The saying goes that all real estate is local, but that does not mean that all homebuyers are local. According to the National Association of Realtors® 2015 international homebuyers report, global buyers spent an estimated $104 billion on housing in 2014, an increase of more than $10 billion from the previous year.
“We live in an international marketplace, and U.S real estate is extremely attractive to foreign buyers,” said 2015 President of the Eastern Bergen County Board of REALTORS Bowen Pak “International buyers recognize the Bergen County’s attractive prices compared to New York City, economic stability and well-defined property rights as an amazing opportunity for investment in their future.”
As more international buyers become a part of the fabric of American communities, they bring with them their many traditions and customs – including those that go along with moving into a new home. President Pak said, “223,000 Bergen County residents are Foreign Born, that is 33% of the total population. 51% of all homeowners are multi-national foreigners.” He explained this is why it is important to understand cultural relativity.
The EBCBOR Global Business Council has compiled a list of a few common housewarming traditions from around the globe, which you may want to use to welcome friends, family or neighbors into their new home.
Russia. According to Russian custom, a cat should cross over the threshold of the new home before anyone else enters. This is said to ensure that the homeowners will have a happy and prosperous life.
China. Before moving into a new home, Chinese custom is to shine a light in every corner, closet and wardrobe of the house. This is said to let any lingering spirits know that it is time to leave and how to find the way outside.
India. In India, it is considered lucky to move into a new house on Thursday, while Friday and Saturday are the unluckiest days to move. There is also the ceremonial housewarming known as ‘Grinha Pravesh,’ during which, in some parts of the country, a cow is allowed to walk through the house first, bringing good fortune to the homeowners.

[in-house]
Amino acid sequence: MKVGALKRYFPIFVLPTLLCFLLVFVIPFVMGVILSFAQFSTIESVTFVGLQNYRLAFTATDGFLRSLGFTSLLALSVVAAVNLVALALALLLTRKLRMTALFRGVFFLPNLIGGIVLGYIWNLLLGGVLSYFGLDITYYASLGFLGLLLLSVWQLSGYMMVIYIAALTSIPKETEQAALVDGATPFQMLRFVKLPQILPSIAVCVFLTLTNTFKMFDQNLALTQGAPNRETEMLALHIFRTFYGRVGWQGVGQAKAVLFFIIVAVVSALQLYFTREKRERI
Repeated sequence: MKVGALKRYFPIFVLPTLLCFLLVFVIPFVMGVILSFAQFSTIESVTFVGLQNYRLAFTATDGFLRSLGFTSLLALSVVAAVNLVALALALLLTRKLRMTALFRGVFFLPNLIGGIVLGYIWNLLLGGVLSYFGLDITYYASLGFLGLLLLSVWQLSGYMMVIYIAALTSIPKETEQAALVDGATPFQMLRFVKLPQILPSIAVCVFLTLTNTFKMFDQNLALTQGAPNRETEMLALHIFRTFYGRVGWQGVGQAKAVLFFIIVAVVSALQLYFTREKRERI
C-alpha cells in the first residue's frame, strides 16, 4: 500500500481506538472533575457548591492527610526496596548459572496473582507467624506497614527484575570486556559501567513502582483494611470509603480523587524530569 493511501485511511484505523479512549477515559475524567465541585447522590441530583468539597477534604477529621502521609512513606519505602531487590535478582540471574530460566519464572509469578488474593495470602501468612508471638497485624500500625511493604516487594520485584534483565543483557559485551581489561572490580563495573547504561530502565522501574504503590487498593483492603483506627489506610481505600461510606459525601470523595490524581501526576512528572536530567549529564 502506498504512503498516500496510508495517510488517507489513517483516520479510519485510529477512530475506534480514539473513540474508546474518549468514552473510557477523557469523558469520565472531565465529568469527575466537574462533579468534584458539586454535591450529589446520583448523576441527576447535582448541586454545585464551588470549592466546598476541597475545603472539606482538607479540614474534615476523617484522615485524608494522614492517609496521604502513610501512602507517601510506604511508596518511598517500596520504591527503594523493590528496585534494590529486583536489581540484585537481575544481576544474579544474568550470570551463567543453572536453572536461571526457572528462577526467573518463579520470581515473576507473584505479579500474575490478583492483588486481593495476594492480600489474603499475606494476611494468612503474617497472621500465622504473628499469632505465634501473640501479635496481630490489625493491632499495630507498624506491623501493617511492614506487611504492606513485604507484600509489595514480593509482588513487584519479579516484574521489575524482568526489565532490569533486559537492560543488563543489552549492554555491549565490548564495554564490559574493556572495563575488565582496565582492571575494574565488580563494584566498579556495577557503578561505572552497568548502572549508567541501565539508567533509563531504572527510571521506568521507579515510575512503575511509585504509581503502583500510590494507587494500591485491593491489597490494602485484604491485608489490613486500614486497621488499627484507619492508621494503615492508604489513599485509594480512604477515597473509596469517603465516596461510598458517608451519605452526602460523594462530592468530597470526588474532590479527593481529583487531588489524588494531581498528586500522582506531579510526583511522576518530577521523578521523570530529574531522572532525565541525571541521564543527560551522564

France. When construction of a new home is finished, the French throw a traditional party called the ‘pendre la cremaillere,’ literally meaning ‘to hang the chimney hook.’ The phrase comes from medieval times when it was customary to invite over everyone who took part in the building of the house and eat dinner as a gesture of thanks. The food would be cooked in a large pot over a fire, where the chimney hook could be used to raise or lower the pot to heat or cool the food.
Buying a home in a foreign country can by a complicated and trying process, and Realtors® have the expertise to serve clients in a variety of international real estate transactions. So whether you are from Korea, Russia, India or Columbia, when you are ready to buy a home make sure to contact a Realtor®.
International buyers are consisting drawn to purchasing real estate in the U.S. for a variety of reasons, many cite the soundness of the government and financial systems which would better guarantee their home investment. These buyers also chose to purchase in the U.S. for its desirable location and climate, to be closer to family and friends, changes in work and employment, educational opportunities and affordable prices. Fourteen percent of international buyers purchased a property in the U.S. primarily for investment purposes. The quality of the Bergen County school system is an attractive feature for Russians living abroad.
The EBCBOR Global Business Council, recently named a Gold Council by the National Association of REALTORS®, hosts quarterly luncheons focusing on various topics in international real estate in addition to promoting important new and updates through its website and social media pages.